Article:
The PSU lived up to my worst fears. Connected to the K2, load broadband hash covered every band, drowning out every signal. The hash appeared to be picked up by the indoor antenna. The power cable from the PSU is coaxial, with the negative the braid. However, there appears to be no connection between the braid and mains earth. Grounding the radio to a suitable earth such as a radiator made a big improvement, but the hash was still intolerable. As I’m not happy messing with mains voltages, I didn’t try modifying the PSU to connect the DC negative side to mains earth.
A remedy was found when splicing on the adapter for the FT-817 power plug. Close to the plug, as many turns as possible of the thin twin-flex adapter lead were tightly wound onto a ferrite core as used for curing breakthrough problems. The turns were taped tightly to hold them in position. The excess lead was cut off and spliced to the coaxial power cable from the switched mode PSU.
The power supply is now usable. Some hash is still noticeable, but it is not strong enough to drown out any station who is strong enough to indicate he has a chance of hearing my 5W signals. Of course, your chances of making QRP – QRP contacts with this power supply are reduced, as you may not hear the other guy.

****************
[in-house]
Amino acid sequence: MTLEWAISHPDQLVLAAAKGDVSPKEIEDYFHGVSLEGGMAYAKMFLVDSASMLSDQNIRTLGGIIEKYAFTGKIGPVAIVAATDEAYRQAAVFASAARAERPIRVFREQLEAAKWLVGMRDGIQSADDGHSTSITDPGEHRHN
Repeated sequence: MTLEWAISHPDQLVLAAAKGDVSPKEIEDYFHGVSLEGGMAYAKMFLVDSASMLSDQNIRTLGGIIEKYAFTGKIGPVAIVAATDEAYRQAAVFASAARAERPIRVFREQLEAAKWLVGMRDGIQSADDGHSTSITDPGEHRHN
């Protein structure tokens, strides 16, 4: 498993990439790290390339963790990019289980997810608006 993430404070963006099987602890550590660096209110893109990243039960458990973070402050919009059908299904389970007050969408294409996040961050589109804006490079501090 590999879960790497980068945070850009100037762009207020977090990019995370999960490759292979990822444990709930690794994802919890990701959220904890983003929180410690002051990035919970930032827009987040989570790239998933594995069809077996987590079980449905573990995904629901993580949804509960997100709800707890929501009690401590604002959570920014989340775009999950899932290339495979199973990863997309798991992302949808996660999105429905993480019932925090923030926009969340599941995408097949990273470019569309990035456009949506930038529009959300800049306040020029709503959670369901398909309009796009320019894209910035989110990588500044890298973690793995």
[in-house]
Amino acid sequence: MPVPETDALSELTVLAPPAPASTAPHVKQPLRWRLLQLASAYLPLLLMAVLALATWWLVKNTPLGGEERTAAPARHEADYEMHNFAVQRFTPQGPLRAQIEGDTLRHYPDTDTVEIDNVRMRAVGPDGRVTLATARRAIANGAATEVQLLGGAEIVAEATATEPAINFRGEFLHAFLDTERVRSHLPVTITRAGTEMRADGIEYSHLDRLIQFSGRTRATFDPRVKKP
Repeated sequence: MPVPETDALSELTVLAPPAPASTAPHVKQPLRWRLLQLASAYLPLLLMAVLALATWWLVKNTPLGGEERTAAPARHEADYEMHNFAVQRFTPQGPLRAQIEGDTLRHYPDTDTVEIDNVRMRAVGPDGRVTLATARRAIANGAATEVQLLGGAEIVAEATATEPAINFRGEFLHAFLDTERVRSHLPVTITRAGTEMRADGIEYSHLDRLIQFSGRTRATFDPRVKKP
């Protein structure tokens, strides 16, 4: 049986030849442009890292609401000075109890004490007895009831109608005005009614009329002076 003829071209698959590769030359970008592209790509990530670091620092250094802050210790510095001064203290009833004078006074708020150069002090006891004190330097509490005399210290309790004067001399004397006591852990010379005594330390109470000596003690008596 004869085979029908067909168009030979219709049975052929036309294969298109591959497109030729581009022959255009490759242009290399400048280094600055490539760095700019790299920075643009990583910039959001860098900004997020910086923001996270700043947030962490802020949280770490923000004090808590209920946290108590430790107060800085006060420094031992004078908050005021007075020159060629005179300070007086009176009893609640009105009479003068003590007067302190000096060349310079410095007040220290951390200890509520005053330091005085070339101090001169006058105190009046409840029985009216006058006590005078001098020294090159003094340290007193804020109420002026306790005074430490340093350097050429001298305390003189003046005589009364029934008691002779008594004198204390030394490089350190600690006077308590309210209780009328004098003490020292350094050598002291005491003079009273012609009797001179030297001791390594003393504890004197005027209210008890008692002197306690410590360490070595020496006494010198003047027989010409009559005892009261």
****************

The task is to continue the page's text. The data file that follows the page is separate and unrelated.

Note that this hash is only discernible using an indoor antenna such as the ATX mounted on the back of the rig. Using an outside antenna with a feed point away from the shack, you would not know you were using a switched mode PSU. This is still disappointing, though, as one of the main uses of a small, lightweight PSU would be to power the radio in /A locations (hotel rooms, etc) when the chances are you will be using an indoor antenna.
Battery charging issues
One question that sprang to mind after getting the 12V switched mode PSU was: would using a 12V supply affect the battery charging function of the FT-817? Would the batteries need to be charged for longer? Would the voltage be sufficient to charge the batteries at all?
The answer is that there is no problem. In normal use, when connected to a supply, the internal batteries are trickle charged with a current of 25mA. In charge mode, a constant current of about 190mA is used. With the switched-mode PSU, the FT-817 reads the supply voltage as 12.2 or 12.3V. There is a barely discernible increase in both trickle charge and full charge currents (a milliamp or two) as the input voltage is brought up to 13.8V. This is not enough to matter. The charging current drops off quite steeply as the supply voltage drops below this level, however, so you should not expect to fully charge the batteries with the 817 connected to a supply of less than 12V.